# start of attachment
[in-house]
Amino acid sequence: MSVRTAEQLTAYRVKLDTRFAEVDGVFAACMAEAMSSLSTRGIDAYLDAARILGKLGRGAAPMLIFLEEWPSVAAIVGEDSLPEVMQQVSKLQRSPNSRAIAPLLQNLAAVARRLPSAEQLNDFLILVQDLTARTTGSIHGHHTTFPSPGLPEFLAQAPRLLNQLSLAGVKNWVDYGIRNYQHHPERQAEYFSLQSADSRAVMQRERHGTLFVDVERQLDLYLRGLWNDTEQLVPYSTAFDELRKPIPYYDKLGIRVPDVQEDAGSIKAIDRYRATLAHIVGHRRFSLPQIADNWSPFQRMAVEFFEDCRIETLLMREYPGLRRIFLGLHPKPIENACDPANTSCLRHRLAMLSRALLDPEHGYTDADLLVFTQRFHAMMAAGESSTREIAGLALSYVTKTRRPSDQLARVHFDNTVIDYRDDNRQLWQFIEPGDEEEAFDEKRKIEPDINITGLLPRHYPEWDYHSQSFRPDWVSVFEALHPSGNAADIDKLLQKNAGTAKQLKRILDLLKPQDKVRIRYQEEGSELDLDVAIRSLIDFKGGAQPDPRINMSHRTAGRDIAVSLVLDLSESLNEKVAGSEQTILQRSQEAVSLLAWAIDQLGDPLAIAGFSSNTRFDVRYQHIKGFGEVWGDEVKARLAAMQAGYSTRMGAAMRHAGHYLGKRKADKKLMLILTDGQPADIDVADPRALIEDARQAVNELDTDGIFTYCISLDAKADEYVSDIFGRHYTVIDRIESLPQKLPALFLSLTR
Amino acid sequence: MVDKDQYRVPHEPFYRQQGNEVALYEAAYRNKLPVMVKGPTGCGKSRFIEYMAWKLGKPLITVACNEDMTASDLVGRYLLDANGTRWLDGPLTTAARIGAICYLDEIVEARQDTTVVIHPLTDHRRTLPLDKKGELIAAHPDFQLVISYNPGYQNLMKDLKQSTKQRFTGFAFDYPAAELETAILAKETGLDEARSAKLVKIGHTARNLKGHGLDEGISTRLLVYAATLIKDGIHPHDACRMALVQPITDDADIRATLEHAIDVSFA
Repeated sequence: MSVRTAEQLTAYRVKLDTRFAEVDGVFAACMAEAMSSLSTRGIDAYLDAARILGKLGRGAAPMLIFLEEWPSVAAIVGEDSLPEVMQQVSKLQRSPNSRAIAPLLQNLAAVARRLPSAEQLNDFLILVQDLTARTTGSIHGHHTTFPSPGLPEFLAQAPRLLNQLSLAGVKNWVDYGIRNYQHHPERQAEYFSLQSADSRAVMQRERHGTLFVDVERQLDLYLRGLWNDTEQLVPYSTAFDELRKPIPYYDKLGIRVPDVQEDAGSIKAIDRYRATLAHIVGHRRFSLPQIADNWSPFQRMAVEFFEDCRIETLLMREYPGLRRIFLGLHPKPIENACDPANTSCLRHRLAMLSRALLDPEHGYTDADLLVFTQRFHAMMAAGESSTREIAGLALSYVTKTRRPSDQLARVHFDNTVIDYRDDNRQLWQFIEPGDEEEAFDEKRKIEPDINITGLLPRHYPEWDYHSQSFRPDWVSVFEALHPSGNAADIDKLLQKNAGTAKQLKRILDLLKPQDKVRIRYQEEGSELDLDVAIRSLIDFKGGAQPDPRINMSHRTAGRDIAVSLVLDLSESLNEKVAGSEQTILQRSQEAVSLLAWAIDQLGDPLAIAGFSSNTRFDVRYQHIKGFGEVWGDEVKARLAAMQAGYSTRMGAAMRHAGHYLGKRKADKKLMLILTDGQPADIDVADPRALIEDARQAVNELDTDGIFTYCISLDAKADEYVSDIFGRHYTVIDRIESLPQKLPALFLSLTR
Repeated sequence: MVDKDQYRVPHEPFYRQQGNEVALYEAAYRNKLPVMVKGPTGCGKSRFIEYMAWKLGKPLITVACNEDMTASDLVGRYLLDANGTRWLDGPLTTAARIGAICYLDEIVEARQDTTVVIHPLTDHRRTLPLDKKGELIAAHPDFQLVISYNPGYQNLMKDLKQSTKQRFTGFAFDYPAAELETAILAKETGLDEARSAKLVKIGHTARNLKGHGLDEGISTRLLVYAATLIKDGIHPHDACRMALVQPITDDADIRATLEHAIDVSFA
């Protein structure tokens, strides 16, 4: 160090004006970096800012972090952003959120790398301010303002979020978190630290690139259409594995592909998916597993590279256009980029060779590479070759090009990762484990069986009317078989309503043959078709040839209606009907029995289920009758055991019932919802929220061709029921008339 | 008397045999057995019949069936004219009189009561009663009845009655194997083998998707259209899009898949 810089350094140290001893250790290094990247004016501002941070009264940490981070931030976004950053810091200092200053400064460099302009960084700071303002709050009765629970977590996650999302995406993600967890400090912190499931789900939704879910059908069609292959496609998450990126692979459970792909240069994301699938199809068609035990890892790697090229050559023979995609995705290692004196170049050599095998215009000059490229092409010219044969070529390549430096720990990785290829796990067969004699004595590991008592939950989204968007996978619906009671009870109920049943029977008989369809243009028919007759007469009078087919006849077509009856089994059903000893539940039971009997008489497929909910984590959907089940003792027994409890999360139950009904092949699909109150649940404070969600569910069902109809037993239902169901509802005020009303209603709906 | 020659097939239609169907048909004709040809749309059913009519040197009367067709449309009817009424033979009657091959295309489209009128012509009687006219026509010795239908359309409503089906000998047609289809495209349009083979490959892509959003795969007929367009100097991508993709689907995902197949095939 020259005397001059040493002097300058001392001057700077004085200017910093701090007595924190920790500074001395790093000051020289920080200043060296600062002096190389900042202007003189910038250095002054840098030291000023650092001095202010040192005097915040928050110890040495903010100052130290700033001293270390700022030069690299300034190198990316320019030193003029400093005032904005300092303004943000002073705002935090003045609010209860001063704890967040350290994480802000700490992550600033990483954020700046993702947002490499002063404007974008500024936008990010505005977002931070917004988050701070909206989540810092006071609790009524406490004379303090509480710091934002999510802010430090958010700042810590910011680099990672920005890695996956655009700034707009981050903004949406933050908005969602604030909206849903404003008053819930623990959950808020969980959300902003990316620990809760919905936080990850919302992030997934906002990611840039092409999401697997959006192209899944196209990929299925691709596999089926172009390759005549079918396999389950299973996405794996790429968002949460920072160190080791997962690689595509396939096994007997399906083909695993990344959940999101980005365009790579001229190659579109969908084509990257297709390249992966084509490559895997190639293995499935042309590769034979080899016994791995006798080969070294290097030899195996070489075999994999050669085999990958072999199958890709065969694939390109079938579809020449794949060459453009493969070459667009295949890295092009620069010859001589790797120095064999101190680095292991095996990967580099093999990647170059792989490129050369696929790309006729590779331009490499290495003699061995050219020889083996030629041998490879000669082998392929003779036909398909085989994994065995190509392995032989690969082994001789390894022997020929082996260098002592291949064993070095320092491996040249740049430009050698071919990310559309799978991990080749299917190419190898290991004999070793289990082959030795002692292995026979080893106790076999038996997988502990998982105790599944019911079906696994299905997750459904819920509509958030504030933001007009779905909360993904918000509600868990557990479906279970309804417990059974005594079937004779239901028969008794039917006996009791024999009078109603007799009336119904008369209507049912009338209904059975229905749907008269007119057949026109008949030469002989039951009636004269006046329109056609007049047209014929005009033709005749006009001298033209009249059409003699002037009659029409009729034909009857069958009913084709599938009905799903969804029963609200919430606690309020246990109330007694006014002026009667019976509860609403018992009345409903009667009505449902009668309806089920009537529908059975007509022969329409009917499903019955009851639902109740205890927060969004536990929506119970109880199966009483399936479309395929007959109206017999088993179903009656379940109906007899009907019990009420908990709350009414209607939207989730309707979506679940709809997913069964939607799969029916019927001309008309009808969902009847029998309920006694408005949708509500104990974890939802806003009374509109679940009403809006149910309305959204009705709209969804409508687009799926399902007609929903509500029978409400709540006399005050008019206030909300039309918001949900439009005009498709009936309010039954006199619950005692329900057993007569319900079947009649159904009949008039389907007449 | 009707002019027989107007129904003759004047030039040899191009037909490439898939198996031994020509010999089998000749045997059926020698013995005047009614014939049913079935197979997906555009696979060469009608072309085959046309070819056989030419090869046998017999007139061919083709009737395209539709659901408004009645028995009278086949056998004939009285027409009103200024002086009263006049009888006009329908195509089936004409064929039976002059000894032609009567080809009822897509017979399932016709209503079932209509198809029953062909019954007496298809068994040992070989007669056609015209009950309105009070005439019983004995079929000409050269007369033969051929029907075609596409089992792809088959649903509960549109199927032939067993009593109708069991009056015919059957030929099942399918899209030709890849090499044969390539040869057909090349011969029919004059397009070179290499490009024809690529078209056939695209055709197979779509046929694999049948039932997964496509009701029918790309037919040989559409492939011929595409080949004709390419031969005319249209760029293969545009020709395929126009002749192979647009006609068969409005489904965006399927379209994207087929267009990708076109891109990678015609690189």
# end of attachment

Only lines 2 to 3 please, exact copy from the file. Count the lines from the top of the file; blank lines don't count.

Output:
Amino acid sequence: MSVRTAEQLTAYRVKLDTRFAEVDGVFAACMAEAMSSLSTRGIDAYLDAARILGKLGRGAAPMLIFLEEWPSVAAIVGEDSLPEVMQQVSKLQRSPNSRAIAPLLQNLAAVARRLPSAEQLNDFLILVQDLTARTTGSIHGHHTTFPSPGLPEFLAQAPRLLNQLSLAGVKNWVDYGIRNYQHHPERQAEYFSLQSADSRAVMQRERHGTLFVDVERQLDLYLRGLWNDTEQLVPYSTAFDELRKPIPYYDKLGIRVPDVQEDAGSIKAIDRYRATLAHIVGHRRFSLPQIADNWSPFQRMAVEFFEDCRIETLLMREYPGLRRIFLGLHPKPIENACDPANTSCLRHRLAMLSRALLDPEHGYTDADLLVFTQRFHAMMAAGESSTREIAGLALSYVTKTRRPSDQLARVHFDNTVIDYRDDNRQLWQFIEPGDEEEAFDEKRKIEPDINITGLLPRHYPEWDYHSQSFRPDWVSVFEALHPSGNAADIDKLLQKNAGTAKQLKRILDLLKPQDKVRIRYQEEGSELDLDVAIRSLIDFKGGAQPDPRINMSHRTAGRDIAVSLVLDLSESLNEKVAGSEQTILQRSQEAVSLLAWAIDQLGDPLAIAGFSSNTRFDVRYQHIKGFGEVWGDEVKARLAAMQAGYSTRMGAAMRHAGHYLGKRKADKKLMLILTDGQPADIDVADPRALIEDARQAVNELDTDGIFTYCISLDAKADEYVSDIFGRHYTVIDRIESLPQKLPALFLSLTR
Amino acid sequence: MVDKDQYRVPHEPFYRQQGNEVALYEAAYRNKLPVMVKGPTGCGKSRFIEYMAWKLGKPLITVACNEDMTASDLVGRYLLDANGTRWLDGPLTTAARIGAICYLDEIVEARQDTTVVIHPLTDHRRTLPLDKKGELIAAHPDFQLVISYNPGYQNLMKDLKQSTKQRFTGFAFDYPAAELETAILAKETGLDEARSAKLVKIGHTARNLKGHGLDEGISTRLLVYAATLIKDGIHPHDACRMALVQPITDDADIRATLEHAIDVSFA